By Dana Hedgpeth, Lisa Rein and Jonathan O'Connell
Washington Post Staff Writers
Monday, April 26, 2010; 20
Fifteen minutes from downtown Washington, Bob Peck stood on a bluff across the Anacostia River where the massive government construction project he's running buzzed with activity -- a 4.5 million square-foot federal mini-city for the Department of Homeland Security rising on the west side of the former St. Elizabeths Hospital.
In a dark suit and a baseball cap, the man in charge of designing, building and leasing office space for the federal government marvels at the scale. Backhoes scoop thousands of cubic yards of dark brown dirt to make way for the new headquarters for the U.S. Coast Guard, the first of 22 agencies scheduled to move into the Southeast development by 2016. Nearby, huge forklifts tear down a warehouse from the District's famous psychiatric hospital.
It's the largest federal construction job since the Pentagon in the 1940s. The $3.4 billion consolidation of Homeland Security's far-flung agencies in one campus is slated to create 16,000 direct construction jobs involving at least 100 contractors over the next six years. Presently there are roughly 400 construction workers on the site.
The potential for development is breathtaking. Panoramic views of official Washington and Northern Virginia. Interstate 295 and the Congress Heights Metro station minutes away. A District government vowing to mold 170 acres it controls on the east campus across Martin Luther King Jr. Avenue into a destination place of shops, offices and homes. Another $3 billion in still-to-be-let construction contracts. Eventually, 14,000 DHS workers who will come and go every weekday, plus 2,000 daily visitors to the Homeland Security campus. The area, some say, could become another Crystal City of federal contractors hopping on the $17 billion Homeland Security train.
But as it rises in a community that has the city's highest rate of unemployment, community leaders and planners question whether investors will be lured there and rejuvenate the struggling neighborhoods that surround it.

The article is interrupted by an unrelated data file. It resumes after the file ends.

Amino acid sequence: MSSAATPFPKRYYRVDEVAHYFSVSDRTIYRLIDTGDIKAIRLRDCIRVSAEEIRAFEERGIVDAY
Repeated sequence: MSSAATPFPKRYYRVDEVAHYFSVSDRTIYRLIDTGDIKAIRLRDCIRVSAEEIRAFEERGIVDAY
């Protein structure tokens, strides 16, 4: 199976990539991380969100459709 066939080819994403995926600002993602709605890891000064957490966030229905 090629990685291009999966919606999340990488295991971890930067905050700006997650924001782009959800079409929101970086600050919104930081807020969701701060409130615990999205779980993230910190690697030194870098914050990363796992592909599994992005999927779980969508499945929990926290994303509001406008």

"There's great opportunity with a great challenge," said Peck, commissioner of public buildings for the General Services Administration. "How do you take a secure campus and still make it a catalyst for development in Anacostia?"
The redevelopment of St. Elizabeths has been in the works for years. The sprawling campus, which is divided by Martin Luther King Jr. Avenue, was built in the 1850s after social reformer Dorothea Dix persuaded Congress to provide money for a premiere psychiatric hospital. Preservationists fought hard to keep the DHS buildings in scale with the historic buildings on the site.
"You're talking about DHS being a mini-city within the city," said Merrick T. Malone, head of the District of Columbia Building Industry Association. "It can't help but spark the area and have a catalyst effect."
OBSTACLES TO WIDER CHANGE
But despite the hopes of community and city leaders and local residents, the obstacles to bringing back the neighborhoods around St. Elizabeths loom large. Lenders, planning experts and some developers say a 9-to-5 workforce alone, especially one behind a secure perimeter, will do little to spur development around the campus unless a large retailer comes along with it. The land rush that engulfed the area across the river five years ago as the new Washington Nationals ballpark was on the way isn't in sight around St. Elizabeths, at least not yet. There are few available large commercial spots nearby and land-use experts say there will be a lag time before the surrounding area starts to change.
"Even Crystal City didn't grow up around the Pentagon overnight," said developer Chris Smith, who has built shopping centers and housing projects in Ward 8.
Anacostia is a risky bet when downtown landlords can barely fill their office space, the condo market is dead and the renaissance around the ballpark is stuck.
"It just feels like a piece of fruit that needs to be a bit more ripe," said Capstone Development President Norman Jenkins, part of a team building a Marriott hotel across from the Walter E. Washington Convention Center downtown. Neighborhoods east of the Anacostia River, he said, are "still the other end of the world for many of us."